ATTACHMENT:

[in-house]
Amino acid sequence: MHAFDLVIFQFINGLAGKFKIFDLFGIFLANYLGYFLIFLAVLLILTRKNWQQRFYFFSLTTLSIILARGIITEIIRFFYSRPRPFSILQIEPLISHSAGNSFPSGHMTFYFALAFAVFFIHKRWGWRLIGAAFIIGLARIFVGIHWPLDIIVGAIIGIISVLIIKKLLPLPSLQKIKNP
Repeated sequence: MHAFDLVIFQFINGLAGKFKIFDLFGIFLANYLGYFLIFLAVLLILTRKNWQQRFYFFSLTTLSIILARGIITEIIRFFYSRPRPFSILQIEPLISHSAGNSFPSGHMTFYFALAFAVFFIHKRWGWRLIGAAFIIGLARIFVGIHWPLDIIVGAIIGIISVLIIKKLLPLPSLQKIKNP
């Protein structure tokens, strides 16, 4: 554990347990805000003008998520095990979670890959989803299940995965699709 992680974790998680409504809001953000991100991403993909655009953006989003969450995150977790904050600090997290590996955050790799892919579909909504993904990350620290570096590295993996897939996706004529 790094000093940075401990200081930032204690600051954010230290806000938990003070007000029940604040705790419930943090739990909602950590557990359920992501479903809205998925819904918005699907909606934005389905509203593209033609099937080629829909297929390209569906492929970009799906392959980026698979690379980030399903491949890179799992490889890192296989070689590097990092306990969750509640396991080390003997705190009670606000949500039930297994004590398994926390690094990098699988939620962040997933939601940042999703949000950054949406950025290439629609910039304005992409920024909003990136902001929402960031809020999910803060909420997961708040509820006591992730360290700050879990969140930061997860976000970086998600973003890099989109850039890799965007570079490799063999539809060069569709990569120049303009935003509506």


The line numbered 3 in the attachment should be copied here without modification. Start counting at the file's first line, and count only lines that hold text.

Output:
Repeated sequence: MHAFDLVIFQFINGLAGKFKIFDLFGIFLANYLGYFLIFLAVLLILTRKNWQQRFYFFSLTTLSIILARGIITEIIRFFYSRPRPFSILQIEPLISHSAGNSFPSGHMTFYFALAFAVFFIHKRWGWRLIGAAFIIGLARIFVGIHWPLDIIVGAIIGIISVLIIKKLLPLPSLQKIKNP